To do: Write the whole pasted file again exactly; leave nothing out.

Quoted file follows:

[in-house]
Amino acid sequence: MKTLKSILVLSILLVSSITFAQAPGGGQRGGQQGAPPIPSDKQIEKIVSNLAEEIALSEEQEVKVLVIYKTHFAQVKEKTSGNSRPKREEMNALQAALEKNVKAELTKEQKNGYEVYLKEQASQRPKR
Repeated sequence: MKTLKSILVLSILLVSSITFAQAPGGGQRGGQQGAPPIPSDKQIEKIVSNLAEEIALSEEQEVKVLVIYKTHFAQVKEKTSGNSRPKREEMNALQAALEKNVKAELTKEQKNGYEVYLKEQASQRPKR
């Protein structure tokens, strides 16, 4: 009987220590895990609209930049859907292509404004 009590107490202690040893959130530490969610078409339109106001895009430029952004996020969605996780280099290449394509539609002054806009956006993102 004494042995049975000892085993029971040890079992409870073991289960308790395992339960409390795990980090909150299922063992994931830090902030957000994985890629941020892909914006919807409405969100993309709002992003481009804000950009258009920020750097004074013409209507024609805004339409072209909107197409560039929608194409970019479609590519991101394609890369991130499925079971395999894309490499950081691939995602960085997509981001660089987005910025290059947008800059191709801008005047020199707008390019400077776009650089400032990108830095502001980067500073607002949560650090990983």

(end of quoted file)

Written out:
[in-house]
Amino acid sequence: MKTLKSILVLSILLVSSITFAQAPGGGQRGGQQGAPPIPSDKQIEKIVSNLAEEIALSEEQEVKVLVIYKTHFAQVKEKTSGNSRPKREEMNALQAALEKNVKAELTKEQKNGYEVYLKEQASQRPKR
Repeated sequence: MKTLKSILVLSILLVSSITFAQAPGGGQRGGQQGAPPIPSDKQIEKIVSNLAEEIALSEEQEVKVLVIYKTHFAQVKEKTSGNSRPKREEMNALQAALEKNVKAELTKEQKNGYEVYLKEQASQRPKR
């Protein structure tokens, strides 16, 4: 009987220590895990609209930049859907292509404004 009590107490202690040893959130530490969610078409339109106001895009430029952004996020969605996780280099290449394509539609002054806009956006993102 004494042995049975000892085993029971040890079992409870073991289960308790395992339960409390795990980090909150299922063992994931830090902030957000994985890629941020892909914006919807409405969100993309709002992003481009804000950009258009920020750097004074013409209507024609805004339409072209909107197409560039929608194409970019479609590519991101394609890369991130499925079971395999894309490499950081691939995602960085997509981001660089987005910025290059947008800059191709801008005047020199707008390019400077776009650089400032990108830095502001980067500073607002949560650090990983």